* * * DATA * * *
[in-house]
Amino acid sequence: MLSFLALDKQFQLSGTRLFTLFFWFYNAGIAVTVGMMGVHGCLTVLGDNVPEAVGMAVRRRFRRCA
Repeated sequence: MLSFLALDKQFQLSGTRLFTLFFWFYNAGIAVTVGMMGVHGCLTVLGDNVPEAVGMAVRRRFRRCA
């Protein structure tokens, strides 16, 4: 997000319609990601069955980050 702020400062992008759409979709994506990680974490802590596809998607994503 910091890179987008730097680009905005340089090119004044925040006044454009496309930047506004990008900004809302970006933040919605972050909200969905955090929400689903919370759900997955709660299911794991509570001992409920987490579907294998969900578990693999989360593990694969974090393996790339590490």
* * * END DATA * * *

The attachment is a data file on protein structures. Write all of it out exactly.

[in-house]
Amino acid sequence: MLSFLALDKQFQLSGTRLFTLFFWFYNAGIAVTVGMMGVHGCLTVLGDNVPEAVGMAVRRRFRRCA
Repeated sequence: MLSFLALDKQFQLSGTRLFTLFFWFYNAGIAVTVGMMGVHGCLTVLGDNVPEAVGMAVRRRFRRCA
């Protein structure tokens, strides 16, 4: 997000319609990601069955980050 702020400062992008759409979709994506990680974490802590596809998607994503 910091890179987008730097680009905005340089090119004044925040006044454009496309930047506004990008900004809302970006933040919605972050909200969905955090929400689903919370759900997955709660299911794991509570001992409920987490579907294998969900578990693999989360593990694969974090393996790339590490």